The countries will have to work together on the political level, as well as business and entrepreneurial level.
Regulatory issues regarding new technologies, open Internet and collaboration and data sharing among nations have been at the forefront of several discussions lately. The Indian government is working on the pertaining issues like many other countries, especially after the rapid digital transformation accelerated by the pandemic. Rather than leaving it to the market forces, democratic governments need to play an active role in shaping the future of technology, open and safe Internet, Rajeev Chandrasekhar, Minister of State (MoS), Electronics and IT, said at the Annual Summit of USISPF Forum. “The future of technology should not be left to some sort of dynamic that is driven only by entrepreneurs, investors. It has to be driven in a very proactive manner by the four democracies of the Quad including India, US, Australia, Japan and any other country that thinks along the same lines to have open communities,” Chandrasekhar said while addressing a virtual event organised by the US-India Strategic Partnership Forum (USISPF) on Thursday.
According to Chandrasekhar, there is a need for political understanding among these four-five countries for the future of technology. Countries such as India and the US will have to work together on the political level, as well as business and entrepreneurial level, he added. He emphasised on the emerging needs for dialogues on data protection, cross-border data flow, adding that such conversations must start formally. Without proper bilateral or global conversations, there are chances of having very differential rules and regulations across countries that can put one set of consumers at a disadvantage.
In the session moderated by Neal Mohan, chief product officer, YouTube, Chandrasekhar also spoke on the opportunities created by technology. Despite the catastrophic impact of the pandemic on the Indian economy, it has bounced back with resilience and the investment in digital India has contributed to the recovery significantly.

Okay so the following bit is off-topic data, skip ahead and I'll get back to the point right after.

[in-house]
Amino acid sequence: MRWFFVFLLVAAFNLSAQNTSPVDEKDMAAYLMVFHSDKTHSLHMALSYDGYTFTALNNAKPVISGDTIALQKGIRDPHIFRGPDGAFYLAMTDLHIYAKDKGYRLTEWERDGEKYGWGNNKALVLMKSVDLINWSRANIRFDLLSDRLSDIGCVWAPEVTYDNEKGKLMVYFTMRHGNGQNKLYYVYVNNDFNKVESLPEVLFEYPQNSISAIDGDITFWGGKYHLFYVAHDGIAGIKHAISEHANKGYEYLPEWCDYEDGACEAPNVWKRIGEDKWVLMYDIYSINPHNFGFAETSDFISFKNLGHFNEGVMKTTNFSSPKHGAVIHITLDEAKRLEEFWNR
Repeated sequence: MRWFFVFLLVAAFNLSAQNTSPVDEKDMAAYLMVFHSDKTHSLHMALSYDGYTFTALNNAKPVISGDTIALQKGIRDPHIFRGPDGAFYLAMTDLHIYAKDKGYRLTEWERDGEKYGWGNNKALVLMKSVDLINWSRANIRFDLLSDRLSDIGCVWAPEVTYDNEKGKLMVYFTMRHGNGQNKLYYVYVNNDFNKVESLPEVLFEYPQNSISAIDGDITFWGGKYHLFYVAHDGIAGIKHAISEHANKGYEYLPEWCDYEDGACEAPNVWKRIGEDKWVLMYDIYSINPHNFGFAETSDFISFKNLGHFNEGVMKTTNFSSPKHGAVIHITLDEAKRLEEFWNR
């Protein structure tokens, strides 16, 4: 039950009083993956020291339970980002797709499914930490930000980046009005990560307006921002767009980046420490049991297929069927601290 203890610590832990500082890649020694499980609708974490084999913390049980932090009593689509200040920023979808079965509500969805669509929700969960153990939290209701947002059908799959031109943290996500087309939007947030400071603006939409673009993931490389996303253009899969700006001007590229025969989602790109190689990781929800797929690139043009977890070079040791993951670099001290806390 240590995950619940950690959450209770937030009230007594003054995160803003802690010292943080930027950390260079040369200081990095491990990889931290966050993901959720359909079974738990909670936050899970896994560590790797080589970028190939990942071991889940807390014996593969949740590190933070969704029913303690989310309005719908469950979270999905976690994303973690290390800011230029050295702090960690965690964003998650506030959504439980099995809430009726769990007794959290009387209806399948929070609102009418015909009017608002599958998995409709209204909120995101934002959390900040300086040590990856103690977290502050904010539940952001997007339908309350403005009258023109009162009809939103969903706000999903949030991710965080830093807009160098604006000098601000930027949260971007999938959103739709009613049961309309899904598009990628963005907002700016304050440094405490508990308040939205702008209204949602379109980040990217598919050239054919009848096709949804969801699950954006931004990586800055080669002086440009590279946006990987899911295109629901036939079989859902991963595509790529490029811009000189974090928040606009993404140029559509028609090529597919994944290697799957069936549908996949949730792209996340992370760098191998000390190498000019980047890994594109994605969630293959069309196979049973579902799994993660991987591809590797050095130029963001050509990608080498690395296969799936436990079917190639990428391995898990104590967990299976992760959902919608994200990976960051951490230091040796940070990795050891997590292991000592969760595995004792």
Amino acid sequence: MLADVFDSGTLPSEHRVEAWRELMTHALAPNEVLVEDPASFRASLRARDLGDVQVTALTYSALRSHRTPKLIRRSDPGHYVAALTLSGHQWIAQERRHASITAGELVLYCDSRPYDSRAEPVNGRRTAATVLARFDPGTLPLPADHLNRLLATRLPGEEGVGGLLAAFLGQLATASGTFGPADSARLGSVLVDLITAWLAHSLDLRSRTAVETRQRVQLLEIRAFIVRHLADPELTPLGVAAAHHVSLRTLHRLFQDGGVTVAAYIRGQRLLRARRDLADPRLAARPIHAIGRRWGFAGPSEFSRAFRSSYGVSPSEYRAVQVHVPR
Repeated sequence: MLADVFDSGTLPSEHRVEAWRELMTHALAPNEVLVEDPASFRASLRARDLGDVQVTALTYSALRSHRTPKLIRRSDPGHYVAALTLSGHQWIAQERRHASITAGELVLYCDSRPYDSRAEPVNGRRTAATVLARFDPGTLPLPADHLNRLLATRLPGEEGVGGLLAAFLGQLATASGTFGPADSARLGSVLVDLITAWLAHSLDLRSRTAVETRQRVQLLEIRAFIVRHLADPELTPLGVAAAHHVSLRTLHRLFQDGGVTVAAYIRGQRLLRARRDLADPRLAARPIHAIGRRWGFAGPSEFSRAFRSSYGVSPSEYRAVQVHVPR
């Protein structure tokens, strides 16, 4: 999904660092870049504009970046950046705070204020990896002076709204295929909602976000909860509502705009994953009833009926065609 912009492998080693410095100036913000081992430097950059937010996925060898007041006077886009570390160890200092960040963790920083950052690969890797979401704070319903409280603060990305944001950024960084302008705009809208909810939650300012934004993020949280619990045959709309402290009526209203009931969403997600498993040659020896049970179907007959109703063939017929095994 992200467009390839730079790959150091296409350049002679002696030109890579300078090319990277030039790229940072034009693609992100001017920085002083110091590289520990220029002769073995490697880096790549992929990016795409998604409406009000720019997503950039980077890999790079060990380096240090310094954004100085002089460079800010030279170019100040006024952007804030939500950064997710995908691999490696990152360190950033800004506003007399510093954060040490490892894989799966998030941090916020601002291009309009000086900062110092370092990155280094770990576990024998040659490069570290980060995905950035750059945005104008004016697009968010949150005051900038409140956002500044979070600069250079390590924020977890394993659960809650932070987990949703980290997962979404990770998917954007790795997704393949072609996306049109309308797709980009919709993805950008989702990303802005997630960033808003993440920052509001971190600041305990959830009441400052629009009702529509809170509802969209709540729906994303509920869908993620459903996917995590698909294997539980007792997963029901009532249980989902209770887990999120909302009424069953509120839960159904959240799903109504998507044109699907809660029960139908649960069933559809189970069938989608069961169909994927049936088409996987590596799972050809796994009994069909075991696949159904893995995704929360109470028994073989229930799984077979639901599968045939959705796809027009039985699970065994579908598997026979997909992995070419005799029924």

“One of the sectors of the economy that is doing well is the tech segment. Apart from the short-term setbacks in the first two quarters of the pandemic, the tech space has taken off. And for a lot of people that has been a reset of ambitions. They look at the post-Covid world as a place full of opportunities,” he said.
Asked about the avenues opened up by digital platforms and tech companies for the creative economy, he said digital technology has completely upturned the conventional creative models and industries in India, he noted. The stronger internet connectivity, increasing Internet penetration, and inexpensive devices have created a new wave of innovation. “I have never seen in my life this kind of creative explosion,” he noted.
“There is a significant behavioural change among citizens and the government is catching up gradually. We are really reinventing our model, whether it’s skilling or creativity or producing content. This is the fact that the disruption is deep and permanent. And I think this is the new normal that technology is creating new heroes every day, whether they’re unicorns in the tech space or they are content creators,” he concluded.